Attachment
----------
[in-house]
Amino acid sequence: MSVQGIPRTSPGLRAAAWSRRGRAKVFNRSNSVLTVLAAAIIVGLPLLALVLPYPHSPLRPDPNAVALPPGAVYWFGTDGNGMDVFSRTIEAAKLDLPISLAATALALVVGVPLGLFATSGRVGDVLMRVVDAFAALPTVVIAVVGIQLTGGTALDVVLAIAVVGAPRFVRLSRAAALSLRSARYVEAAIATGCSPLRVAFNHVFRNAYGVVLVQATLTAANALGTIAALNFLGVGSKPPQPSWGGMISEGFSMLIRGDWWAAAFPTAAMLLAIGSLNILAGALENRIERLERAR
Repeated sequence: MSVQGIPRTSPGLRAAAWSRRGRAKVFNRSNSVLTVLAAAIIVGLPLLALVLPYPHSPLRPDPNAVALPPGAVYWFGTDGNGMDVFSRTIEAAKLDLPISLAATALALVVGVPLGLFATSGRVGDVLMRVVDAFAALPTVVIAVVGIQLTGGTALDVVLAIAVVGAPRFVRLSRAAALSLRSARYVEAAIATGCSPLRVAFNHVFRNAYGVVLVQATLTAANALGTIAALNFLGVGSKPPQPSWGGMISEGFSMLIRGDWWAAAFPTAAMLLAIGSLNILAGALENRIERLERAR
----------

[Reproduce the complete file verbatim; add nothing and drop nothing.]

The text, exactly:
[in-house]
Amino acid sequence: MSVQGIPRTSPGLRAAAWSRRGRAKVFNRSNSVLTVLAAAIIVGLPLLALVLPYPHSPLRPDPNAVALPPGAVYWFGTDGNGMDVFSRTIEAAKLDLPISLAATALALVVGVPLGLFATSGRVGDVLMRVVDAFAALPTVVIAVVGIQLTGGTALDVVLAIAVVGAPRFVRLSRAAALSLRSARYVEAAIATGCSPLRVAFNHVFRNAYGVVLVQATLTAANALGTIAALNFLGVGSKPPQPSWGGMISEGFSMLIRGDWWAAAFPTAAMLLAIGSLNILAGALENRIERLERAR
Repeated sequence: MSVQGIPRTSPGLRAAAWSRRGRAKVFNRSNSVLTVLAAAIIVGLPLLALVLPYPHSPLRPDPNAVALPPGAVYWFGTDGNGMDVFSRTIEAAKLDLPISLAATALALVVGVPLGLFATSGRVGDVLMRVVDAFAALPTVVIAVVGIQLTGGTALDVVLAIAVVGAPRFVRLSRAAALSLRSARYVEAAIATGCSPLRVAFNHVFRNAYGVVLVQATLTAANALGTIAALNFLGVGSKPPQPSWGGMISEGFSMLIRGDWWAAAFPTAAMLLAIGSLNILAGALENRIERLERAR